Watch: The Man Who Flies With Migrating Birds

Using a two-seater ultralight aircraft built by himself, Frenchman Christian Moullec flies with migrating birds since 1995. In that year, dubbed the “birdman”, Moullec, saw that lesser white-fronted geese were struggling with their migration from Germany to Sweden. Inspired by the work of the famous Austrian ethologist Konrad LorenzNotes 1, known as “the man who walked with geese”, he decided to help them and built his handmade aircraft. Today, if the weather permits, he flies with birds almost every day and guides them through their journey. This stunning footage published by National Geographic shows Moullec, “the man who flies with migrating birds” guiding the flocks of vulnerable species in his ultralight and taking enthralled passengers with him. According to National Geographic, he takes tourists up to fly with birds from March through October.

Moullec has “customers” willing to fly with birds from all over the world. The passengers take in aerial views of castles (we can see the stunningly beautiful Mont Saint-MichelNotes 2 in the video, for example), deserts, bridges, cities, and mountains, sometimes flying as far as Edinburgh, Scotland and Venice, Italy. These tourists help to keep his conversation project running.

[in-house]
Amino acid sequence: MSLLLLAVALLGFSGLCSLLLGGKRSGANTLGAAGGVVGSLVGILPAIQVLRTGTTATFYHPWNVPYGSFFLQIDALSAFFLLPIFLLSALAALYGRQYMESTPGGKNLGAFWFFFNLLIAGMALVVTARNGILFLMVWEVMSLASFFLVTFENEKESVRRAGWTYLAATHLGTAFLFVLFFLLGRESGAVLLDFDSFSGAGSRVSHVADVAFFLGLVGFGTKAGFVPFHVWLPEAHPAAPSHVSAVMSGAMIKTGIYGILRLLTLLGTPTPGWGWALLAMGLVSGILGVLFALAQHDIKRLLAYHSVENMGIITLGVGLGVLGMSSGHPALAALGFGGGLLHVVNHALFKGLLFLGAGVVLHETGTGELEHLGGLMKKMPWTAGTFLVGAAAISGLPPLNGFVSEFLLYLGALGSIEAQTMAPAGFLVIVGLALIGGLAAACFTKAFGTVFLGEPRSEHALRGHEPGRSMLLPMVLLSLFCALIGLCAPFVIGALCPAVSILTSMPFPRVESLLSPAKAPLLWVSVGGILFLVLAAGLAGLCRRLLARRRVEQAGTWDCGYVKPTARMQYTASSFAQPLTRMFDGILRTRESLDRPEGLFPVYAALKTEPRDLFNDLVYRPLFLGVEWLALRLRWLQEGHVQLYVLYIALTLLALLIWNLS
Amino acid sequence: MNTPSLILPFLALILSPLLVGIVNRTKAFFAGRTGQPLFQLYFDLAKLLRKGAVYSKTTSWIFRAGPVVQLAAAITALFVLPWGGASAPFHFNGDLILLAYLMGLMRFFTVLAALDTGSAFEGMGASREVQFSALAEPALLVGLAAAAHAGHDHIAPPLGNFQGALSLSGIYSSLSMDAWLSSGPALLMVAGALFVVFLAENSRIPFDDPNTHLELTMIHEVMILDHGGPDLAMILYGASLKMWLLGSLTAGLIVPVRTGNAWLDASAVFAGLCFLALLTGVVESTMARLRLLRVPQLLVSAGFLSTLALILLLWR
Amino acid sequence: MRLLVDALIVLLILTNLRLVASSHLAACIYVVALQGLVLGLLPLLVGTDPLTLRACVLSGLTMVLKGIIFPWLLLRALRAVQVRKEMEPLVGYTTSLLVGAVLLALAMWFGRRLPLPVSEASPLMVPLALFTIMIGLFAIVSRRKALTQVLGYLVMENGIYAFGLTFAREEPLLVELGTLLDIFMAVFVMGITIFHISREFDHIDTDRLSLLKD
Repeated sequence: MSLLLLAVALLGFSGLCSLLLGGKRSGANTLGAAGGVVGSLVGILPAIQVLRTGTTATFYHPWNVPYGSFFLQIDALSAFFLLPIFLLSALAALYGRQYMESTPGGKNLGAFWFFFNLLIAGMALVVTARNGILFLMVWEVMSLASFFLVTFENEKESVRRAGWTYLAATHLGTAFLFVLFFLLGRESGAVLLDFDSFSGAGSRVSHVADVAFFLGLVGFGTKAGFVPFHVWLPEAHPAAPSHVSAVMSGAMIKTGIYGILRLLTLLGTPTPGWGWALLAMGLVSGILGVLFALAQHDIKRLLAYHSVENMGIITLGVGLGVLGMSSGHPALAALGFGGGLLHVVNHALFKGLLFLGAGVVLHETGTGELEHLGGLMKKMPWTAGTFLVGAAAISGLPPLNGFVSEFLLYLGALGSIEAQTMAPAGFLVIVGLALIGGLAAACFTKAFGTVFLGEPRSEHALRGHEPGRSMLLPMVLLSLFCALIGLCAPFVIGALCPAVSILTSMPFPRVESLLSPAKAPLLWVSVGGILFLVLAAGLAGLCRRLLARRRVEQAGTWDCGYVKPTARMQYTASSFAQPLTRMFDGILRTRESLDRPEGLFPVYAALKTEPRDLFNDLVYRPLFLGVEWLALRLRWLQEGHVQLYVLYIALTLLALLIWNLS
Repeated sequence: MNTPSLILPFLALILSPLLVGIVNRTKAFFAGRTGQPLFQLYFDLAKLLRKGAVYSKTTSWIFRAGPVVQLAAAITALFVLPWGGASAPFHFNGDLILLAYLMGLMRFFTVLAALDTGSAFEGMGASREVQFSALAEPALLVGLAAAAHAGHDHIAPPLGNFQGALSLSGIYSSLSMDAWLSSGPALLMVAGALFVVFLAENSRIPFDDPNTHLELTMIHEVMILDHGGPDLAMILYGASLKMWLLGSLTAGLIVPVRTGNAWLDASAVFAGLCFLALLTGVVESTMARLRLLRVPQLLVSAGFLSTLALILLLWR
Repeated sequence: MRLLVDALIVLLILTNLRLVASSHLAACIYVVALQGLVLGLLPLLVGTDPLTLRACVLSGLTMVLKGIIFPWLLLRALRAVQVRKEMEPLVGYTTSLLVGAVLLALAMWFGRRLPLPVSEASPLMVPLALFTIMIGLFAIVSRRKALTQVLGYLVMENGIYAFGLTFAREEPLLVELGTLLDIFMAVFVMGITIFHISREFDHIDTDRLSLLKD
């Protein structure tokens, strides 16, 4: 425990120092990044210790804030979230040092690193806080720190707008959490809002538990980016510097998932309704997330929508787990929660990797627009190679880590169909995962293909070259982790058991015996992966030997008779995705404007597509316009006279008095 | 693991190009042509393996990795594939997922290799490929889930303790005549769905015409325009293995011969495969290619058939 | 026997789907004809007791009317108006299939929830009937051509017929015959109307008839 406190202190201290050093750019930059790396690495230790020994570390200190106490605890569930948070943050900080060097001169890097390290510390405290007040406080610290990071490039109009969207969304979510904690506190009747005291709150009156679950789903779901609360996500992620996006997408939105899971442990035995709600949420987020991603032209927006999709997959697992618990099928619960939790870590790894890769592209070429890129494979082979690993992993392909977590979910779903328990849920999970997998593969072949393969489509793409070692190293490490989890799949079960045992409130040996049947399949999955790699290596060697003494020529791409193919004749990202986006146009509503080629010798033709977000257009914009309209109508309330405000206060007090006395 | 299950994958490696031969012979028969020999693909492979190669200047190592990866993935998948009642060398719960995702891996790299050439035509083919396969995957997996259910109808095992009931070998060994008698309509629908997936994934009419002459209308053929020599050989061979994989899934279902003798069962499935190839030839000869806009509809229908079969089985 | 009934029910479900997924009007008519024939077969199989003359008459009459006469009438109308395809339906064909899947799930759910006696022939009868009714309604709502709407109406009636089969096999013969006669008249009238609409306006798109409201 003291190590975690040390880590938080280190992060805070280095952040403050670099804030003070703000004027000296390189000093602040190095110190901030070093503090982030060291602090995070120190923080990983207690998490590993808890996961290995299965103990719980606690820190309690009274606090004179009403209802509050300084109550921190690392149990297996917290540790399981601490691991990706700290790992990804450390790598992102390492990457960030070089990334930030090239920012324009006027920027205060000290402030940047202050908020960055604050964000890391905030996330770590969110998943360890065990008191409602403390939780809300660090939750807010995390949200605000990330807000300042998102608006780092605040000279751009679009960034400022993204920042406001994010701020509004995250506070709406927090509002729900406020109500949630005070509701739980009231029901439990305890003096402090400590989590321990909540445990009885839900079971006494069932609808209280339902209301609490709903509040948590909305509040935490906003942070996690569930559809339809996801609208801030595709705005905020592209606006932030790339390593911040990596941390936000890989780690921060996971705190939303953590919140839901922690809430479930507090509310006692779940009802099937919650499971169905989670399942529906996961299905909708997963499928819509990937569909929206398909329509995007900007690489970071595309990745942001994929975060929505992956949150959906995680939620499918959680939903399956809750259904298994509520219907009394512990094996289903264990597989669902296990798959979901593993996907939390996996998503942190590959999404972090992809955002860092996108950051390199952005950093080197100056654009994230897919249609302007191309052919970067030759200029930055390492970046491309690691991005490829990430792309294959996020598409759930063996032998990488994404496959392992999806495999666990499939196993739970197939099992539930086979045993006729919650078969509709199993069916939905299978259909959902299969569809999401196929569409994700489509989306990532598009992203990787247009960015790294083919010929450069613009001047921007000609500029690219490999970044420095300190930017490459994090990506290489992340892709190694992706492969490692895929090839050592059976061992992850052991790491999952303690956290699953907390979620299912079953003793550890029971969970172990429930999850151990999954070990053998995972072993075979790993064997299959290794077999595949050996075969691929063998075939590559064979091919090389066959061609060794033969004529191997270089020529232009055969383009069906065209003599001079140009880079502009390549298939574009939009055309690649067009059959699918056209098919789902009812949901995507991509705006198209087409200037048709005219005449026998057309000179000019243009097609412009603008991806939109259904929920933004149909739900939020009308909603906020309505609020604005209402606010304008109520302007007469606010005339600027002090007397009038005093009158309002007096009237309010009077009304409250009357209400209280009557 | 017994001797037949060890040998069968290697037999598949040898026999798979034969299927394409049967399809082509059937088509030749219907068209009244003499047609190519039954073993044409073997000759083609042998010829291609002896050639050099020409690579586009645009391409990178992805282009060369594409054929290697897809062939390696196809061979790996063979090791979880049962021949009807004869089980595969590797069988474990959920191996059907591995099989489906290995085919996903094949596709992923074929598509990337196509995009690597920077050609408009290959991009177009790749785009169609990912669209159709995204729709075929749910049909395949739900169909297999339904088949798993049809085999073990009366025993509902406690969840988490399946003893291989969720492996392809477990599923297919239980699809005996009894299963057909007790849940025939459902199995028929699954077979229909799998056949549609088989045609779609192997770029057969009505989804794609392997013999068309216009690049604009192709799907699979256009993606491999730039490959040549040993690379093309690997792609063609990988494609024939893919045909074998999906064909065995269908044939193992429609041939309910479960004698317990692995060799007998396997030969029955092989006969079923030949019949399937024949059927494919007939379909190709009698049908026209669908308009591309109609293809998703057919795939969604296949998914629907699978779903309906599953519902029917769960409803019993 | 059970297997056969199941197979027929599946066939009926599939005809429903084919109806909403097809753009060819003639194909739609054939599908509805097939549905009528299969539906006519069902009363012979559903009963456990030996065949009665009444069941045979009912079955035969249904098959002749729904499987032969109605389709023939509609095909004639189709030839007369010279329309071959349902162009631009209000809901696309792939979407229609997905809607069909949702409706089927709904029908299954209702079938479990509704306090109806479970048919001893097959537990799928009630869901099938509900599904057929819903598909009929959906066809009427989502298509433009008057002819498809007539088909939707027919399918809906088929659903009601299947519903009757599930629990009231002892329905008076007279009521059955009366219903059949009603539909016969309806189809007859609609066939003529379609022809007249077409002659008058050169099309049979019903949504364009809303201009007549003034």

Moullec also raises orphaned geese at his home in France, and leads them on safe migratory routes. He describes his passion for the work: “The flight inspires in me a huge respect for the nature, and I can communicate this respect to my passengers. A third of wild birds have disappeared from Europe during the last 30 years, it’s a disaster. My beautiful images with flying birds should be used to tell this to the people of Europe. The most beautiful thing to realize on Earth is to fly in the heavens with the angels that are the birds.”

Christian Moullec: the man who flies with migrating birds
The tourists help to keep his conversation project running.

Notes

  1. Konrad Zacharias Lorenz (7 November 1903 – 27 February 1989) was an Austrian zoologist, ethologist, and ornithologist. He shared the 1973 Nobel Prize in Physiology or Medicine with Nikolaas Tinbergen and Karl von Frisch. He is often regarded as one of the founders of modern ethology, the study of animal behaviour.
  2. Le Mont Saint-Michel is an island commune in Normandy, France. It is located about one kilometre (0.6 miles) off the country’s northwestern coast, at the mouth of the Couesnon River near Avranches. One of France’s most recognizable landmarks, visited by more than 3 million people each year, Mont Saint-Michel and its bay are on the UNESCO list of World Heritage Sites. Over 60 buildings within the commune are protected in France as monuments historiques.

    Mont Saint-Michel aerial view
    The aerial view of Le Mont Saint-Michel. Now a rocky tidal island, the Mont occupied dry land in prehistoric times. As sea levels rose, erosion reshaped the coastal landscape, and several outcrops of granite emerged in the bay, having resisted the wear and tear of the ocean better than the surrounding rocks. These included Lillemer, the Mont-Dol, Tombelaine (the island just to the north), and Mont Tombe, later called Mont Saint-Michel. Image: wikipedia

Sources

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